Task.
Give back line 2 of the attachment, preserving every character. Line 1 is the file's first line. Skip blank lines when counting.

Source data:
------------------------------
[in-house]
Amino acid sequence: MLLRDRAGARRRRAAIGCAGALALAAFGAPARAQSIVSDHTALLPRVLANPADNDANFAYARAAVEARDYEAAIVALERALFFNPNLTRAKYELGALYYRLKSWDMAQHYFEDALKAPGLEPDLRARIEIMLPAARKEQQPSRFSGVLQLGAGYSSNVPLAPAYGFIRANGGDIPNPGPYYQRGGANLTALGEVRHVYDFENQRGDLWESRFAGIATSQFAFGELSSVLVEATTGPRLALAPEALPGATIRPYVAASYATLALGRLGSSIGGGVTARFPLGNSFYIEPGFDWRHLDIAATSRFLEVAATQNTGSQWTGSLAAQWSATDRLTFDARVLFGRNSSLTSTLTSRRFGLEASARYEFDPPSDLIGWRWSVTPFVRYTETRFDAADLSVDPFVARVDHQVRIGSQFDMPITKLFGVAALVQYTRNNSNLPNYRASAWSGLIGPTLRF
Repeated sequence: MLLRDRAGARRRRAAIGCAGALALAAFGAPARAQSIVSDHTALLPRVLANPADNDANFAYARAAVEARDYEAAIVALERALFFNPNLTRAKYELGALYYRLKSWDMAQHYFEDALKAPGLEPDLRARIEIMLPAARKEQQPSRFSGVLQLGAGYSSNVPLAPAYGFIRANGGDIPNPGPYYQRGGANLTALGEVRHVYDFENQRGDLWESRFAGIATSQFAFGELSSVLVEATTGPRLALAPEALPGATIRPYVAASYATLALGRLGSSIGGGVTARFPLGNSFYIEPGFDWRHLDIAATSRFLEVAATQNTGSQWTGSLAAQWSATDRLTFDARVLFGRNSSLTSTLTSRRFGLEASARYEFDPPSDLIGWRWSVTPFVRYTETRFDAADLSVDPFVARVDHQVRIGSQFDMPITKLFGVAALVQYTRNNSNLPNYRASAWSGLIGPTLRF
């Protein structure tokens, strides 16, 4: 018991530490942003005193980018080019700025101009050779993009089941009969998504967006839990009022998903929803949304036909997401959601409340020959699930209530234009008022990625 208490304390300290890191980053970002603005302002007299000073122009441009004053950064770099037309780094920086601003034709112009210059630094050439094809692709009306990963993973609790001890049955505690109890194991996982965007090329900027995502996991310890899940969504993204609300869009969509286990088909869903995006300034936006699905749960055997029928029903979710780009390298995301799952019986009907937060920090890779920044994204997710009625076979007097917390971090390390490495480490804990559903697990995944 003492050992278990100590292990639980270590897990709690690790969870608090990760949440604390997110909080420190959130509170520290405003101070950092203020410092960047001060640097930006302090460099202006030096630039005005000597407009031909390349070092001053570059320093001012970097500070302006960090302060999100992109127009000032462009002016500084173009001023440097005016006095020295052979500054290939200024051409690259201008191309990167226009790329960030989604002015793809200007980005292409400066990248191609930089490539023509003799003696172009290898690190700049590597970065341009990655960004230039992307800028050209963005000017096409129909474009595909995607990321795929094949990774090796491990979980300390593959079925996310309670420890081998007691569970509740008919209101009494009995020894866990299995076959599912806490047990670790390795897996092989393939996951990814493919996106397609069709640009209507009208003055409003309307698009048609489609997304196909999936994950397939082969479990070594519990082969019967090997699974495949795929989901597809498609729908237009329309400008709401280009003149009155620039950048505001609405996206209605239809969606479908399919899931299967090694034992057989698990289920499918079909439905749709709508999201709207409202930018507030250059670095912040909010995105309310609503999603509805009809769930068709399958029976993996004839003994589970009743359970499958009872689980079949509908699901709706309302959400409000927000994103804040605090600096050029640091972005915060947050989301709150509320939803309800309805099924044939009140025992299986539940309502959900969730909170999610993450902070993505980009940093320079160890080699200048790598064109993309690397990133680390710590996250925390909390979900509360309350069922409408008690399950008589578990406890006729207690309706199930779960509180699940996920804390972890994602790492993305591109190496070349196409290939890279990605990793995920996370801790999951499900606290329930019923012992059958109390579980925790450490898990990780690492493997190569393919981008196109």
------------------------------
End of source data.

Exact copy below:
Amino acid sequence: MLLRDRAGARRRRAAIGCAGALALAAFGAPARAQSIVSDHTALLPRVLANPADNDANFAYARAAVEARDYEAAIVALERALFFNPNLTRAKYELGALYYRLKSWDMAQHYFEDALKAPGLEPDLRARIEIMLPAARKEQQPSRFSGVLQLGAGYSSNVPLAPAYGFIRANGGDIPNPGPYYQRGGANLTALGEVRHVYDFENQRGDLWESRFAGIATSQFAFGELSSVLVEATTGPRLALAPEALPGATIRPYVAASYATLALGRLGSSIGGGVTARFPLGNSFYIEPGFDWRHLDIAATSRFLEVAATQNTGSQWTGSLAAQWSATDRLTFDARVLFGRNSSLTSTLTSRRFGLEASARYEFDPPSDLIGWRWSVTPFVRYTETRFDAADLSVDPFVARVDHQVRIGSQFDMPITKLFGVAALVQYTRNNSNLPNYRASAWSGLIGPTLRF